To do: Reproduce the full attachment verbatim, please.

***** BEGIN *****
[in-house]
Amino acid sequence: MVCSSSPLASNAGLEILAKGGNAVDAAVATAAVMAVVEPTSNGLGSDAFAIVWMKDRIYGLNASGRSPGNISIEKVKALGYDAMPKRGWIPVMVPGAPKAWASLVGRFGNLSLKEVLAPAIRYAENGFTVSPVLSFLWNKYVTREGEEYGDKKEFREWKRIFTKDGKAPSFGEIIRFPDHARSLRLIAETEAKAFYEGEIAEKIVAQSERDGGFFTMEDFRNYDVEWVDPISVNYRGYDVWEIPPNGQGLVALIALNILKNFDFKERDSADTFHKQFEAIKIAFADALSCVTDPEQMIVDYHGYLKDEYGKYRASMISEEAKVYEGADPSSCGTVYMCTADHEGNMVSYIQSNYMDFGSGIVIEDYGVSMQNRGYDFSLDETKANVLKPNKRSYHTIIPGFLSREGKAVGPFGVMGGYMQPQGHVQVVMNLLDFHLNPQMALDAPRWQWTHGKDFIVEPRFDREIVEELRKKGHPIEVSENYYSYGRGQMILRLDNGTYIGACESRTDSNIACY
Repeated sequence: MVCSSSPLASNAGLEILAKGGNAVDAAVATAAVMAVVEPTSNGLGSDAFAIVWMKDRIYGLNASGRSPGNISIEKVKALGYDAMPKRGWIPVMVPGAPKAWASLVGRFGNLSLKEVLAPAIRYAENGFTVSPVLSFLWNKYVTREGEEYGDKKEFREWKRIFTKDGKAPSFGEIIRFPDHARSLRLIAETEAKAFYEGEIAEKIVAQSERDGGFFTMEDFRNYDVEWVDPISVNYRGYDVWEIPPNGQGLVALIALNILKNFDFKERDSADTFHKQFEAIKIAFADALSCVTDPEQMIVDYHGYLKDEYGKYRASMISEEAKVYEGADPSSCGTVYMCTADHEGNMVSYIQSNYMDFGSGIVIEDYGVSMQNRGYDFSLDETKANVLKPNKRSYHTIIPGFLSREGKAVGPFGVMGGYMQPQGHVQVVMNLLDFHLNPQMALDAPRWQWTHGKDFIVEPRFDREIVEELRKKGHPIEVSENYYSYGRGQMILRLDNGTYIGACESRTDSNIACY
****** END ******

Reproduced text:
[in-house]
Amino acid sequence: MVCSSSPLASNAGLEILAKGGNAVDAAVATAAVMAVVEPTSNGLGSDAFAIVWMKDRIYGLNASGRSPGNISIEKVKALGYDAMPKRGWIPVMVPGAPKAWASLVGRFGNLSLKEVLAPAIRYAENGFTVSPVLSFLWNKYVTREGEEYGDKKEFREWKRIFTKDGKAPSFGEIIRFPDHARSLRLIAETEAKAFYEGEIAEKIVAQSERDGGFFTMEDFRNYDVEWVDPISVNYRGYDVWEIPPNGQGLVALIALNILKNFDFKERDSADTFHKQFEAIKIAFADALSCVTDPEQMIVDYHGYLKDEYGKYRASMISEEAKVYEGADPSSCGTVYMCTADHEGNMVSYIQSNYMDFGSGIVIEDYGVSMQNRGYDFSLDETKANVLKPNKRSYHTIIPGFLSREGKAVGPFGVMGGYMQPQGHVQVVMNLLDFHLNPQMALDAPRWQWTHGKDFIVEPRFDREIVEELRKKGHPIEVSENYYSYGRGQMILRLDNGTYIGACESRTDSNIACY
Repeated sequence: MVCSSSPLASNAGLEILAKGGNAVDAAVATAAVMAVVEPTSNGLGSDAFAIVWMKDRIYGLNASGRSPGNISIEKVKALGYDAMPKRGWIPVMVPGAPKAWASLVGRFGNLSLKEVLAPAIRYAENGFTVSPVLSFLWNKYVTREGEEYGDKKEFREWKRIFTKDGKAPSFGEIIRFPDHARSLRLIAETEAKAFYEGEIAEKIVAQSERDGGFFTMEDFRNYDVEWVDPISVNYRGYDVWEIPPNGQGLVALIALNILKNFDFKERDSADTFHKQFEAIKIAFADALSCVTDPEQMIVDYHGYLKDEYGKYRASMISEEAKVYEGADPSSCGTVYMCTADHEGNMVSYIQSNYMDFGSGIVIEDYGVSMQNRGYDFSLDETKANVLKPNKRSYHTIIPGFLSREGKAVGPFGVMGGYMQPQGHVQVVMNLLDFHLNPQMALDAPRWQWTHGKDFIVEPRFDREIVEELRKKGHPIEVSENYYSYGRGQMILRLDNGTYIGACESRTDSNIACY